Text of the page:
MT-03 takes on the M25
Pint-sized Yamaha tackles motorway jaunt
o far most of my time with the MT-03 has been commuting down the back lanes between my village and MCN’S Peterborough offices. And I have to say it has excelled, making every journey easy and fun while sipping the juice. But what about a longer voyage? One involving some of Britain’s busiest motorways. Could the little Yamaha possibly be man enough?
Time to find out with a mission to my old home town of Margate, Kent, for my dad’s 80th birthday lunch – some 160 miles from where I live now and the same distance back the next morning. And setting off straight after breakfast with the plan to be there well in time for food, there was going to be some rush hour traffic thrown into the mix, all on a 321cc motorcycle that you only need an A2 licence to ride. I’ve honestly never been on motorways on anything this small before.
It’s only an overnight trip, so no need for throwover luggage. Instead I sling a few essentials and the birthday gifts into my rucksack and head out onto the village bypass then join the first segment of dual carriageway – the perma-busy A14. Spinning the parallel twin up to the higher end of the rev range, the Yamaha has no difficulty in matching the traffic speed as we head east towards the M11 and M25.
The bike has little in the way of weather protection, bar a mini cowl surrounding the headlight, but wind blast doesn’t prove a problem cruising at motorway speeds. It’s something that’s helped by the narrow bars. On my own bike, a Ducati Scrambler FT, my arms are wide and sail-like but there’s none of that with the MT.
Approaching Cambridge those narrow bars come into their own in a different way, making the Yamaha the king of filtering. Squeezing and weaving through the congestion is a positive delight. The upright riding position helps too, allowing an easy view of the trucks and vans looming from every direction. A far cry from my usual rural riding, but rewarding all the same.
This is the first sub-500cc machine I have ridden on a motorway but 75mph cruising was no trouble at all with the engine not feeling stressed or buzzy. What wasn’t so good, however, was the lack of roll-on power it is reassuring to have in reserve should any unwelcome situation develop behind you.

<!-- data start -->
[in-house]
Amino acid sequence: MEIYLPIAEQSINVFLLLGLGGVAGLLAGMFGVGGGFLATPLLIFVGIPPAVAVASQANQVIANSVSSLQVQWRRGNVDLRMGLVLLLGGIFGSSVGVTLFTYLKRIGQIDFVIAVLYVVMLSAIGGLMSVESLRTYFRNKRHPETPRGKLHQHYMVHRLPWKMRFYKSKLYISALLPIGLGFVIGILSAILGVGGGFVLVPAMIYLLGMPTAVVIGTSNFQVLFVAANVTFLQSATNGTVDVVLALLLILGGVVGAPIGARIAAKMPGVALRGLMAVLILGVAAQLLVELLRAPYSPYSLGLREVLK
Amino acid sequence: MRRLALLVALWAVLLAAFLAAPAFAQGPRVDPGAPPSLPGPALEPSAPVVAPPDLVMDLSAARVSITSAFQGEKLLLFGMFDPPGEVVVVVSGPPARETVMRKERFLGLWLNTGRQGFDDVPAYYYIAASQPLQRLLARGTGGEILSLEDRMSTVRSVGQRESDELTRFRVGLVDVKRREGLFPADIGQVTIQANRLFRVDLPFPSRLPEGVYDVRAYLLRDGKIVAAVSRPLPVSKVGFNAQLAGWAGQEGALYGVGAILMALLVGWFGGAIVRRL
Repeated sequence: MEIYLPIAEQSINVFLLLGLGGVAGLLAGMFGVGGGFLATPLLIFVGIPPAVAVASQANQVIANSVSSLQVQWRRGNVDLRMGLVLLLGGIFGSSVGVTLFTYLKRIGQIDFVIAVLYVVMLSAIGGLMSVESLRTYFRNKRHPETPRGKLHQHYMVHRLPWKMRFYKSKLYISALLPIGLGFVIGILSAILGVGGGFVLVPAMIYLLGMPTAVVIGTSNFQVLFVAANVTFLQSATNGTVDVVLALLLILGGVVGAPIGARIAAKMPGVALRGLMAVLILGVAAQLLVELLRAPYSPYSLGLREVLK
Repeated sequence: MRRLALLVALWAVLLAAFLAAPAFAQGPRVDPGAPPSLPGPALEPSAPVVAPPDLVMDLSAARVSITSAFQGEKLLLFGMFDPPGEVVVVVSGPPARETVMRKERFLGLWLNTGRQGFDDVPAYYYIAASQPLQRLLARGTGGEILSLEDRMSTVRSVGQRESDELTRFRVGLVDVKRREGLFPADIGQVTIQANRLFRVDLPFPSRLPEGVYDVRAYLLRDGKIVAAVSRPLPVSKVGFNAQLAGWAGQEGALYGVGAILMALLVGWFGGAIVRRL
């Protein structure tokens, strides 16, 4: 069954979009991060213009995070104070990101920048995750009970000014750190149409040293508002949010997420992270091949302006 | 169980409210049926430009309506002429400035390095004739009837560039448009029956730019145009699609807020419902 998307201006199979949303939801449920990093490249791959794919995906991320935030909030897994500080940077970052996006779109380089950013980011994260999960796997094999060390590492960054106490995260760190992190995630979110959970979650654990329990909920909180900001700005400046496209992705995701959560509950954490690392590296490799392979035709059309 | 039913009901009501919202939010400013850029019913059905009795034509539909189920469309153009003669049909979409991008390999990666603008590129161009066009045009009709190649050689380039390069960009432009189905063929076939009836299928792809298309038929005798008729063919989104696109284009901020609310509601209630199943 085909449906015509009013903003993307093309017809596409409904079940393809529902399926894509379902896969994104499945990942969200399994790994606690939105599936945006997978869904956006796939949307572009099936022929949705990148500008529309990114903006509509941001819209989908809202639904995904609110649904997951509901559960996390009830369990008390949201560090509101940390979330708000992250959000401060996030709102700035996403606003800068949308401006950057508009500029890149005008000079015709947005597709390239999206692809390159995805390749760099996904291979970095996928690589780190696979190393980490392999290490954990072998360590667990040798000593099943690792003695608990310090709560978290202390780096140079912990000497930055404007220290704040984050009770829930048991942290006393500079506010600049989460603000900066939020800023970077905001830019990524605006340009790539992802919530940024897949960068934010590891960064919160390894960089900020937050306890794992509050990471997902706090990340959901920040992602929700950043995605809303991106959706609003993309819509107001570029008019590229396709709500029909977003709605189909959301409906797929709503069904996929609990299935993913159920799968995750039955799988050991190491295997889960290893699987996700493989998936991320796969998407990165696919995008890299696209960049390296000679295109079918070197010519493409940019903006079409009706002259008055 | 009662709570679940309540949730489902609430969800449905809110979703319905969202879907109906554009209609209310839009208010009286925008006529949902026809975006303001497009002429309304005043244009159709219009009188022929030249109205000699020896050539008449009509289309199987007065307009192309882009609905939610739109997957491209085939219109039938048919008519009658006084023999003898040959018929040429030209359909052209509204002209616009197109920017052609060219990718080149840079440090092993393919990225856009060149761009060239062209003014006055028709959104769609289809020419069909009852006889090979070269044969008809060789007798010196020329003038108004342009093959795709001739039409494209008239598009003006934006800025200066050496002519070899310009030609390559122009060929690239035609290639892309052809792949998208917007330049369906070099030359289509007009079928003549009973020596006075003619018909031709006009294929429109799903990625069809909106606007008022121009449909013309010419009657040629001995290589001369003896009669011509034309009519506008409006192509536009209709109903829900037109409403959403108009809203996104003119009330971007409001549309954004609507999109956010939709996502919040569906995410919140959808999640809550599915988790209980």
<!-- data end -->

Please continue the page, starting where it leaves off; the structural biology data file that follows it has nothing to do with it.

Making good time, I had enough slack in the schedule to grab a coffee at the services. It’s always nice to stretch the legs but I didn’t find I was aching to get off the bike. It’s small but not uncomfortably cramped.
Over the Dartford crossing and down towards the Kent coast, the ride was a pleasure and way easier than taking the car. The Yamaha was superfrugal too with back-of-an-envelope calculations revealing around 72mpg for the trip – meaning that potentially I could do the whole distance without a fuel stop. Impressive.
Come in number MT- 03
MT-03 and R3 models were summoned back to dealers recently to replace parts that sit behind the clutch. I booked into Peterborough dealer Webbs and the work was done quickly and efficiently, with a courtesy bike provided.
As I headed home afterwards I was slightly panicked to see the dash start flashing ‘oil’. Was something not done up correctly? I pulled over to check there was no shortage of lubricant and called Webbs when I got home. No need for concern, the Yamaha was simply asking for its intermediate oil service. Definitely one of those situations where I should have looked the manual before grabbing the phone and making myself look daft. Still, better safe than sorry.
All set for the next stretch of jam busting
Nearly 72mpg at motorway speeds? We like the sound of that
Looks like some exhaust paint may be needed soon